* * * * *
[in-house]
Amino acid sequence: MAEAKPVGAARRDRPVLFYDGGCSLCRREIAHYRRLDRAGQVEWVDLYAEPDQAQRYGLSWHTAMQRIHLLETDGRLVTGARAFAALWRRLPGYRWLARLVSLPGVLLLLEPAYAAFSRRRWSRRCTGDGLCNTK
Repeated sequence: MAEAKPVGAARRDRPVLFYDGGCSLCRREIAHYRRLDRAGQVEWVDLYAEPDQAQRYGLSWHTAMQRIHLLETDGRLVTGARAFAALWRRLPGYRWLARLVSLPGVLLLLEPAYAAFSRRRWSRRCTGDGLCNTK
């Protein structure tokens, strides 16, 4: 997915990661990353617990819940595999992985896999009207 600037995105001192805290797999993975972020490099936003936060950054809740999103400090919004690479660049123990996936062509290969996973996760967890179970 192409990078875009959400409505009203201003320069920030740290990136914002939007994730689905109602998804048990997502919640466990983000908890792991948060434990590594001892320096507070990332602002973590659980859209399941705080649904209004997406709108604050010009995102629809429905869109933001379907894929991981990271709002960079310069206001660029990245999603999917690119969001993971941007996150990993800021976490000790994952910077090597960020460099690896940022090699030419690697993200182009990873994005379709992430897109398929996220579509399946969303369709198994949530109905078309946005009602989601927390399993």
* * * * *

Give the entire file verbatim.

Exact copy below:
[in-house]
Amino acid sequence: MAEAKPVGAARRDRPVLFYDGGCSLCRREIAHYRRLDRAGQVEWVDLYAEPDQAQRYGLSWHTAMQRIHLLETDGRLVTGARAFAALWRRLPGYRWLARLVSLPGVLLLLEPAYAAFSRRRWSRRCTGDGLCNTK
Repeated sequence: MAEAKPVGAARRDRPVLFYDGGCSLCRREIAHYRRLDRAGQVEWVDLYAEPDQAQRYGLSWHTAMQRIHLLETDGRLVTGARAFAALWRRLPGYRWLARLVSLPGVLLLLEPAYAAFSRRRWSRRCTGDGLCNTK
């Protein structure tokens, strides 16, 4: 997915990661990353617990819940595999992985896999009207 600037995105001192805290797999993975972020490099936003936060950054809740999103400090919004690479660049123990996936062509290969996973996760967890179970 192409990078875009959400409505009203201003320069920030740290990136914002939007994730689905109602998804048990997502919640466990983000908890792991948060434990590594001892320096507070990332602002973590659980859209399941705080649904209004997406709108604050010009995102629809429905869109933001379907894929991981990271709002960079310069206001660029990245999603999917690119969001993971941007996150990993800021976490000790994952910077090597960020460099690896940022090699030419690697993200182009990873994005379709992430897109398929996220579509399946969303369709198994949530109905078309946005009602989601927390399993």